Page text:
Jerusalem (CNSNews.com) - There is growing fear in the Palestinian self-rule areas that the mob-style murder of the head of Palestinian Authority television could be a sign the PA is losing control.
Wednesday's murder of Hisham Mikki, which followed the weekend executions of two alleged collaborators before a cheering crowd and the gunning down of two Palestinians suspected of the same "crime" earlier this week, is a sign that the Palestinian population is taking the law into its own hands, said Bassam Eid, Director of the Palestinian Human Rights Monitoring Group.
A Palestinian group claimed responsibility Thursday for gunning down 54-year-old Mikki, the head of the Palestinian Broadcasting Corporation, accusing him of widespread corruption and sexual misconduct.
Earlier, the PA had accused Israel and its "collaborators" of killing Mikki, a close associate of PA Chairman Yasser Arafat.
"It's a terrible situation for the Palestinians," Eid said, adding that it is going to get worse.
After the murder, Palestinian officials were afraid and had taken more precautions to protect themselves, Eid said. However, he believed that the slaying was not intended as a message for Arafat himself, but for the "corrupt people" surrounding him.
In any case, it will be up to Arafat to calm the situation now, but it will not "change the minds of the PA on corruption," he said.
A group calling itself the Brigade of the Al-Aqsa Martyrs said it had killed the television chief for practicing "illegal sex, stealing money and corruption."
The group, which previously claimed responsibility for attacks on Israelis, is believed loosely connected with Arafat's Fatah faction. However, it was not clear if the gunmen had acted on their own or with Fatah approval.
"The failure [of Arafat] ... to punish corrupt people has forced us to carry out the assassination of Hisham Mikki," the group said in a leaflet distributed to news agencies.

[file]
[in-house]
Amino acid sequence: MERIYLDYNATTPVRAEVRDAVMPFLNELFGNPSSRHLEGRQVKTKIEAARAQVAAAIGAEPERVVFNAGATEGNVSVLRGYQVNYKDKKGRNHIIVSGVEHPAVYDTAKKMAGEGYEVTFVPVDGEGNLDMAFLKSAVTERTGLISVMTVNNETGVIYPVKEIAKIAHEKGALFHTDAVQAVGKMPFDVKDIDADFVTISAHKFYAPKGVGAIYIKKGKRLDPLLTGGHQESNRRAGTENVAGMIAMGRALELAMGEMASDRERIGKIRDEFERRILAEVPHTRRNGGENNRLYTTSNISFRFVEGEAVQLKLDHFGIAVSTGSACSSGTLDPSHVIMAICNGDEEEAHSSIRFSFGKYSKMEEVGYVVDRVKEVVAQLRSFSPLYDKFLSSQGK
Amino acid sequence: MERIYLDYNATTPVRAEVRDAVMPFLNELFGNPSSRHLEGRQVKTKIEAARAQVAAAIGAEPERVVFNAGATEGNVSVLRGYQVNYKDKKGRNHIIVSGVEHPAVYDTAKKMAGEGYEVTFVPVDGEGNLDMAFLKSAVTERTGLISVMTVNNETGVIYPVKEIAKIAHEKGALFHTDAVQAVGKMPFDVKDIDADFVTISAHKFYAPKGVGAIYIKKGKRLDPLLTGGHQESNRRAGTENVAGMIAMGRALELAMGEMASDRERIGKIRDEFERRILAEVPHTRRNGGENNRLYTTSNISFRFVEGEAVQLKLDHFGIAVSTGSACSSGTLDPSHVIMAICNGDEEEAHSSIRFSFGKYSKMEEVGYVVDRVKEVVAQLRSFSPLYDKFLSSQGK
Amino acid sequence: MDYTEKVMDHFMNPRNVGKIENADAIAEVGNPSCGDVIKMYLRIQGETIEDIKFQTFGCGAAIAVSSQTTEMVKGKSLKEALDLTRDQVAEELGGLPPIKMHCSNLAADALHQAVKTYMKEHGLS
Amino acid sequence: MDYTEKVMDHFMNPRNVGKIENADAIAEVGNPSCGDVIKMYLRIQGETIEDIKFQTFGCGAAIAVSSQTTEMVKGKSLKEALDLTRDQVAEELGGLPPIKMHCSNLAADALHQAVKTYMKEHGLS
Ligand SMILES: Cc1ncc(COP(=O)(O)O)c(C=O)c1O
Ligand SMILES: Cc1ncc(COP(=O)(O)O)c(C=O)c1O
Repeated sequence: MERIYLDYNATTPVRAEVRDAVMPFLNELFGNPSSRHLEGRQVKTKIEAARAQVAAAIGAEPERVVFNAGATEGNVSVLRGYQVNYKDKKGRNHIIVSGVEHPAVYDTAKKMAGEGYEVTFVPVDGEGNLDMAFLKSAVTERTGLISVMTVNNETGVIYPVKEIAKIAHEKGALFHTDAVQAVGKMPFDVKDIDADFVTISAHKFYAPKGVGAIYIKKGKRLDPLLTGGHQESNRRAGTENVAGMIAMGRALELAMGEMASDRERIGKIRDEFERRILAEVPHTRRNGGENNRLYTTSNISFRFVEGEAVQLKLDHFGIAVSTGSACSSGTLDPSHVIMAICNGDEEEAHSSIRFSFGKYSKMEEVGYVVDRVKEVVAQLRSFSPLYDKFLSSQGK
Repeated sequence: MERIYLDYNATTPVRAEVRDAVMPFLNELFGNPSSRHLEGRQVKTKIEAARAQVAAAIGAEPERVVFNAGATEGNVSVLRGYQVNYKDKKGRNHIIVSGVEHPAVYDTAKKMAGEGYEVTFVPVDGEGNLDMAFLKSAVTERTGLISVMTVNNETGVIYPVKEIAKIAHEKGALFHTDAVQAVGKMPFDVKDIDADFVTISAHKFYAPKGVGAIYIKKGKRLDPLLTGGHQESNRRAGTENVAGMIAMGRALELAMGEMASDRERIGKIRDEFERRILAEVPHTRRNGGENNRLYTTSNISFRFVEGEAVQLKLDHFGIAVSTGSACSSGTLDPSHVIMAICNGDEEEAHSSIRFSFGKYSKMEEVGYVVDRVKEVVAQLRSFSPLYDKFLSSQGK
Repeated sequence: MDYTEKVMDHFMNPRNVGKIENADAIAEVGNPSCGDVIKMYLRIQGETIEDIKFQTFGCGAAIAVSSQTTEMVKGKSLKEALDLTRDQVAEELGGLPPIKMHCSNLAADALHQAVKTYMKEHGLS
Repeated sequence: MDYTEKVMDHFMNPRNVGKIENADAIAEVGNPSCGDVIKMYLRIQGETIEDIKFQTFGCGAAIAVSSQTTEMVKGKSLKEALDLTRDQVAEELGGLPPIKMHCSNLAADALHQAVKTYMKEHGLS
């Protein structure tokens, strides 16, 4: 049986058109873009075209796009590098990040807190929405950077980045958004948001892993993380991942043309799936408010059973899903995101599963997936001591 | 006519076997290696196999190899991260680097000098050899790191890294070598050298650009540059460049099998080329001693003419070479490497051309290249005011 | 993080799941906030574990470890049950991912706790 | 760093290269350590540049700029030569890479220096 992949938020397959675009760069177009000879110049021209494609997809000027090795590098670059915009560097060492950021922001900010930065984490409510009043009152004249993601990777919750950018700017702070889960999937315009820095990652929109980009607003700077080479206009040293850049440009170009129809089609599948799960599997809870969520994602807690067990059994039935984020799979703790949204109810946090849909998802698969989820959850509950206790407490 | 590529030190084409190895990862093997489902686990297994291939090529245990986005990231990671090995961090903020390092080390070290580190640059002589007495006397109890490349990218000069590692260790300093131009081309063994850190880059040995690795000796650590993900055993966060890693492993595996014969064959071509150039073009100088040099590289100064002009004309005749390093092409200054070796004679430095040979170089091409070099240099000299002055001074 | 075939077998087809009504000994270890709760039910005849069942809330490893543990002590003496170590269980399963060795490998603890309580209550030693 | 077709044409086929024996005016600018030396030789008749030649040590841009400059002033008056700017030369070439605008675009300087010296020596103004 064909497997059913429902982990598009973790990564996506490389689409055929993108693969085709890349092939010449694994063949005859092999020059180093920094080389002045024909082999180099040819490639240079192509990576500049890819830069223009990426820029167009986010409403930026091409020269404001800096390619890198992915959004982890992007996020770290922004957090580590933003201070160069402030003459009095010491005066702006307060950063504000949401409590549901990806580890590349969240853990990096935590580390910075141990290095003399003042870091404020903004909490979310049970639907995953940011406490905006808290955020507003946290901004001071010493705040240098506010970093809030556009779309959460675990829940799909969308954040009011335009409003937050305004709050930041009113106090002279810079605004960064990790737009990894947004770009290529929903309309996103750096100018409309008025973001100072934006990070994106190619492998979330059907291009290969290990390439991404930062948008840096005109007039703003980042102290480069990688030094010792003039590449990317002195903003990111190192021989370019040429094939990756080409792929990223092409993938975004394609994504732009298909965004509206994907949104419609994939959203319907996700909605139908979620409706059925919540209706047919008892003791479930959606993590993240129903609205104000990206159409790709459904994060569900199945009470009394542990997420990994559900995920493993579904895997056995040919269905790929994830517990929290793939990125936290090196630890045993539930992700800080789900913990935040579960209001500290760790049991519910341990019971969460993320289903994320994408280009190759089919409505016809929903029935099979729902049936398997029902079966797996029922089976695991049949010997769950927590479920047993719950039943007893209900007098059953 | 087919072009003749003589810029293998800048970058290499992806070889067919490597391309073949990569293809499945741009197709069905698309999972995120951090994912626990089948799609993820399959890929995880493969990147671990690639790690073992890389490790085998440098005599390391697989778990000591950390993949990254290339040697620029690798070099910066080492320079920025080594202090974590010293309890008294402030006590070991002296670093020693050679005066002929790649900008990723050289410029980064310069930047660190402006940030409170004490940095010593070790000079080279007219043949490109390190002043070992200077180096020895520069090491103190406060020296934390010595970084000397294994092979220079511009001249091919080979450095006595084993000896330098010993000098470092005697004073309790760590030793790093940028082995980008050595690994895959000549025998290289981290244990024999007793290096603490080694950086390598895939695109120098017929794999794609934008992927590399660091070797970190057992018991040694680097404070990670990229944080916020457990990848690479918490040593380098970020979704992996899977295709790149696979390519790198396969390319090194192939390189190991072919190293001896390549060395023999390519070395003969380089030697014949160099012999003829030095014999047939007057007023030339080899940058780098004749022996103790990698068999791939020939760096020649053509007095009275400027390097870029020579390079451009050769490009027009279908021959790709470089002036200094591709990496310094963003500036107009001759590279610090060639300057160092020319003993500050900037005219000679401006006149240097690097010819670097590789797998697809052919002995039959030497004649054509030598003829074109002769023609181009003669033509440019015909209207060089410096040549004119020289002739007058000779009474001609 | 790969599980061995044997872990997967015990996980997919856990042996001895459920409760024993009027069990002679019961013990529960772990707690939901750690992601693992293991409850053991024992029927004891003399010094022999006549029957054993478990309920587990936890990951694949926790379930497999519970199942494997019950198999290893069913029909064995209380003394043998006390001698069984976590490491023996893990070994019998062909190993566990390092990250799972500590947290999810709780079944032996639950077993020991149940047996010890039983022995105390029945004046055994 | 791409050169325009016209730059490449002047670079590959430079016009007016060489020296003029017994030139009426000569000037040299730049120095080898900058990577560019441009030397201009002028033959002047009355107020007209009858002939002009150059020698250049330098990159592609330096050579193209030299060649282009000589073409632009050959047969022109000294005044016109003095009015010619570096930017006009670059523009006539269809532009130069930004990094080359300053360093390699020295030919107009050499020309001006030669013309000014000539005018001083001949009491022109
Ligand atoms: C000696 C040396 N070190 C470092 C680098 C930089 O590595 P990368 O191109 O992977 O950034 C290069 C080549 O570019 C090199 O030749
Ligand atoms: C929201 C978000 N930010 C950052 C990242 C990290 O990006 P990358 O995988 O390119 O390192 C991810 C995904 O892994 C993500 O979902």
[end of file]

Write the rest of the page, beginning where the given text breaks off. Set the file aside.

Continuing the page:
Unofficial charges of corruption at the highest ranks have been leveled against PA officials. The average Palestinian has watched as many officials have amassed wealth during the seven years of peace talks, while the average Palestinian is worse off financially.
Mikki was often seen together with the PA leader, but there were also rumors that he had embezzled millions of dollars.
Arafat's lifestyle is seen to be modest, but he has refused to take any action against those from his inner circle, who live more extravagantly and who are accused of corruption.
The PA heeded cries for vengeance over the weekend when it put to death two young men accused of collaborating with Israel, whose information allegedly led to the killing of several prominent Palestinian militants.
Pressed by the European Union to commute the death sentences of other offenders, Justice Minister Freih Abu Medein issued a call for a general amnesty for alleged collaborators to turn themselves in. But the amnesty offer angered many Palestinians.
What the events of the last week have done is encourage the people to take revenge, Eid said. "It's a big scandal today for the people themselves and for the PA." It indicates that everything is "completely out of order" in the PA.
With international pressure on the PA not to carry out executions and pressure from within to deal with corruption, the PA "is not in a good position. It's between an international hammer and internal anvil."